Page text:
In fact, the Sustainability Council's Talking Green programs predate the Sustainability Council itself. The Sustainability Council came together in 2008 and was incorporated as 501-c3 nonprofit organization the following year. Talking Green started in April 2007, with a presentation by architect Rob Hawkins on green building.

Another of the Sustainability Council's programs, ReTree, grew out of what was intended to be a one-time event. In 2010, volunteers planted thousands of lodgepole pine and blue spruce as the mountain pine beetle tore through lodgepole pines in Routt County. Today, the program has shifted its focus to restoring forests along the banks of the Yampa River to improve habitat and cool down the warming streamflow.

The organization operated with a volunteer board for about four years, Ashby said. Many board members worked full-time jobs on top of managing the organization. Mudgett was the first paid employee in 2010. Now, the organization supports five employees focused on waste, energy and outreach.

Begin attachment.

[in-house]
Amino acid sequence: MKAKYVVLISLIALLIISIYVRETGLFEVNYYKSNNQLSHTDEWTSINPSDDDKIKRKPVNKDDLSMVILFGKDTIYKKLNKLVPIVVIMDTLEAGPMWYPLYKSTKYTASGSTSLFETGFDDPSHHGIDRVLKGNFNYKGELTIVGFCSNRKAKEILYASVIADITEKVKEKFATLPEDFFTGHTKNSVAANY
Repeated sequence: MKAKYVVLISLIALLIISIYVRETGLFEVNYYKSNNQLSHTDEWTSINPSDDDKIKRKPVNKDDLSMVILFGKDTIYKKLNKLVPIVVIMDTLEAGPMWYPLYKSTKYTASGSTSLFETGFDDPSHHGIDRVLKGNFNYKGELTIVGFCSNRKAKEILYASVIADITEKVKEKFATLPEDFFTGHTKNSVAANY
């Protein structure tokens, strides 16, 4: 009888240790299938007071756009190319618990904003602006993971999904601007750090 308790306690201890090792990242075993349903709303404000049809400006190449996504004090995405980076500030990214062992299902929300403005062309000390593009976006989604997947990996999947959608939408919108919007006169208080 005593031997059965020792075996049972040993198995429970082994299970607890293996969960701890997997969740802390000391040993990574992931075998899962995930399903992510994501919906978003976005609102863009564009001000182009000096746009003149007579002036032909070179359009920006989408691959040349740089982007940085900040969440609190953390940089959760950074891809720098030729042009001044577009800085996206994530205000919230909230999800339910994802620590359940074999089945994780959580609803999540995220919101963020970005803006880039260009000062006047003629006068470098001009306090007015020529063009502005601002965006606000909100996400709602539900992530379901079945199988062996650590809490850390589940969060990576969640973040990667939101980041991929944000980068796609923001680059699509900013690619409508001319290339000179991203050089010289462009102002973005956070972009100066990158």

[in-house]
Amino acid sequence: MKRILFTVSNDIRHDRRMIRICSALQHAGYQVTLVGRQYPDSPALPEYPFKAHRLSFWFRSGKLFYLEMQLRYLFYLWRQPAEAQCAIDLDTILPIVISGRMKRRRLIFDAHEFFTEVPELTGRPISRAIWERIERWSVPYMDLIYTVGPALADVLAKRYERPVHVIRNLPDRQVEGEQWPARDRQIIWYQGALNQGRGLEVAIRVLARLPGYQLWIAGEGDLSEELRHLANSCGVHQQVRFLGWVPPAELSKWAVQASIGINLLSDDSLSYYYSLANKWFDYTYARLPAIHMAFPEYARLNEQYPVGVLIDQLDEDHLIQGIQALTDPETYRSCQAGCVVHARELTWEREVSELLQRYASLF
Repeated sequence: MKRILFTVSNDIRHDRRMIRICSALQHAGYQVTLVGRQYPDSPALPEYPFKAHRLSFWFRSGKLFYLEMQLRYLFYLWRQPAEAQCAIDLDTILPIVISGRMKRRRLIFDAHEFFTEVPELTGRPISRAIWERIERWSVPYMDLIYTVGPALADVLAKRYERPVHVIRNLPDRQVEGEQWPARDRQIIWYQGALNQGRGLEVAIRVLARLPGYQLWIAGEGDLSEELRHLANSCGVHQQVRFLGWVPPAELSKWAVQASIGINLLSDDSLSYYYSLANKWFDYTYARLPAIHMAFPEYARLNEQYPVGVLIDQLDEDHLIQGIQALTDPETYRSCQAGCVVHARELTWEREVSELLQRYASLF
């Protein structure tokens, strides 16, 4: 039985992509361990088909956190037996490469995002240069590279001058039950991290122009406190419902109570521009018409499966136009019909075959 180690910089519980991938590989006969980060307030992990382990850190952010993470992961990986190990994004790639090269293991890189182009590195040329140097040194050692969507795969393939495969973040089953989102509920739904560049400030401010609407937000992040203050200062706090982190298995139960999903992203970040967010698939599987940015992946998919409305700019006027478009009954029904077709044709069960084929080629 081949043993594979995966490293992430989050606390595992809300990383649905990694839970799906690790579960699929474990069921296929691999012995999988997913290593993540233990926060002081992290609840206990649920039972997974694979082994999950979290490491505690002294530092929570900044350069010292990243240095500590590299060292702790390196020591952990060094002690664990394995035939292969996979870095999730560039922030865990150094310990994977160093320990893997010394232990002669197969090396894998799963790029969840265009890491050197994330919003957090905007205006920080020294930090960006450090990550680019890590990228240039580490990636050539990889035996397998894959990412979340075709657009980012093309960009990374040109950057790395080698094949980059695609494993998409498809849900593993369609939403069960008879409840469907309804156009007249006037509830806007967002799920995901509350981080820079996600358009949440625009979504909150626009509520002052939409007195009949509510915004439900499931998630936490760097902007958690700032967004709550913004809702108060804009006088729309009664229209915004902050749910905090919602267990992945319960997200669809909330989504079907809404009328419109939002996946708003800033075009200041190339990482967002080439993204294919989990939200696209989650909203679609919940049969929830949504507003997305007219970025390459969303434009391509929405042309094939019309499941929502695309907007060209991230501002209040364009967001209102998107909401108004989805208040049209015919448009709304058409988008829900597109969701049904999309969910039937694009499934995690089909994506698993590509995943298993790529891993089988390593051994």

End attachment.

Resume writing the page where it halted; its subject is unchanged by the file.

Volunteers sort recylables at an early Yampa Valley Sustainability Council Recycling Drop-Off.

Funding for the future 

Today, the Yampa Valley Sustainability Council hopes to mitigate and make Routt County more resilient in the face of climate change, said Executive Director Sarah Jones. "It makes me proud of the work that we've done as an organization, and I think the value that we bring to the community has really grown.

“Then there's the other always the side of that — which is like 'Whoa, we have so much more to do,'" Jones added.

The endowed fund will provide a more stable stream of funds to tackle the Sustainability Council's future projects.